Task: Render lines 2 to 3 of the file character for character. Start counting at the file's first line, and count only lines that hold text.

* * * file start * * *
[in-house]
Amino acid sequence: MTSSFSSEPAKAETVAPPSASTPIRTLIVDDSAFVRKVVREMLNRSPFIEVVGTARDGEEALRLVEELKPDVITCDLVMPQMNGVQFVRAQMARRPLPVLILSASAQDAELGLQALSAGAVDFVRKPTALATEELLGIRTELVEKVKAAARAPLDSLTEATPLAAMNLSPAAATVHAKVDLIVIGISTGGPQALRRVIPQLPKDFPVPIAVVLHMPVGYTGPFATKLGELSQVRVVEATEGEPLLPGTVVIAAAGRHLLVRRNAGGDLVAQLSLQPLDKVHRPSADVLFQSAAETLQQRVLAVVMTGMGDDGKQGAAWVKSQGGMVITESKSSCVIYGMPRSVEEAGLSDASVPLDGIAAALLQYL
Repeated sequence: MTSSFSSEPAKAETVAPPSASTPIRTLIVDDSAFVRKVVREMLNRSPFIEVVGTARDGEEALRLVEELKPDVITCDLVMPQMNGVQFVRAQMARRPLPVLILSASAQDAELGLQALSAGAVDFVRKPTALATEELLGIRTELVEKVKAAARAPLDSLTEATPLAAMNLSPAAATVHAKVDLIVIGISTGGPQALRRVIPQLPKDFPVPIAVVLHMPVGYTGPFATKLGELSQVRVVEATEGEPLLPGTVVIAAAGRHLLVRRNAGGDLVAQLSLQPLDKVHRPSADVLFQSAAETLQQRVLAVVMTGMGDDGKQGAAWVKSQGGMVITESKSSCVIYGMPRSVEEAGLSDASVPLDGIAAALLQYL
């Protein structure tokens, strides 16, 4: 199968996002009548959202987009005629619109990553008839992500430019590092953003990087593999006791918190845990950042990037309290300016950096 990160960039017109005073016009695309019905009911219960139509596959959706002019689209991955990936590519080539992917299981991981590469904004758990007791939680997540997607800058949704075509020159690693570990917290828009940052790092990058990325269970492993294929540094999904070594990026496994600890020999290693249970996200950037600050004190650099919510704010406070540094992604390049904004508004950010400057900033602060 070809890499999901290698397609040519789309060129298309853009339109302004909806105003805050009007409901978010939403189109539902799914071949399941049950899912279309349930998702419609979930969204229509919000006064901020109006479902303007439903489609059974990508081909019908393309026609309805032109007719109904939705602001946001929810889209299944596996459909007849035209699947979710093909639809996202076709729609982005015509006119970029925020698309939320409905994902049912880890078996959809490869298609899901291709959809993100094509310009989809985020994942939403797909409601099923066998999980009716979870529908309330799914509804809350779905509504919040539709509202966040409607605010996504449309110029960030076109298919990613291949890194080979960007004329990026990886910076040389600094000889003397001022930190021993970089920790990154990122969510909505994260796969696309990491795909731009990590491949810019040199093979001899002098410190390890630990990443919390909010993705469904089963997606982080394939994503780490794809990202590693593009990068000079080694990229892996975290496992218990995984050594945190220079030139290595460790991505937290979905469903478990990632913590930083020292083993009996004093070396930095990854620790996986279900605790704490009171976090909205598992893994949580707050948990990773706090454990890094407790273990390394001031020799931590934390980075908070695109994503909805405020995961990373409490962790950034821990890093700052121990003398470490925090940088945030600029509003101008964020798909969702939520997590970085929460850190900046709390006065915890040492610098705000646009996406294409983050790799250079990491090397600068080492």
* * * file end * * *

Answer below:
Amino acid sequence: MTSSFSSEPAKAETVAPPSASTPIRTLIVDDSAFVRKVVREMLNRSPFIEVVGTARDGEEALRLVEELKPDVITCDLVMPQMNGVQFVRAQMARRPLPVLILSASAQDAELGLQALSAGAVDFVRKPTALATEELLGIRTELVEKVKAAARAPLDSLTEATPLAAMNLSPAAATVHAKVDLIVIGISTGGPQALRRVIPQLPKDFPVPIAVVLHMPVGYTGPFATKLGELSQVRVVEATEGEPLLPGTVVIAAAGRHLLVRRNAGGDLVAQLSLQPLDKVHRPSADVLFQSAAETLQQRVLAVVMTGMGDDGKQGAAWVKSQGGMVITESKSSCVIYGMPRSVEEAGLSDASVPLDGIAAALLQYL
Repeated sequence: MTSSFSSEPAKAETVAPPSASTPIRTLIVDDSAFVRKVVREMLNRSPFIEVVGTARDGEEALRLVEELKPDVITCDLVMPQMNGVQFVRAQMARRPLPVLILSASAQDAELGLQALSAGAVDFVRKPTALATEELLGIRTELVEKVKAAARAPLDSLTEATPLAAMNLSPAAATVHAKVDLIVIGISTGGPQALRRVIPQLPKDFPVPIAVVLHMPVGYTGPFATKLGELSQVRVVEATEGEPLLPGTVVIAAAGRHLLVRRNAGGDLVAQLSLQPLDKVHRPSADVLFQSAAETLQQRVLAVVMTGMGDDGKQGAAWVKSQGGMVITESKSSCVIYGMPRSVEEAGLSDASVPLDGIAAALLQYL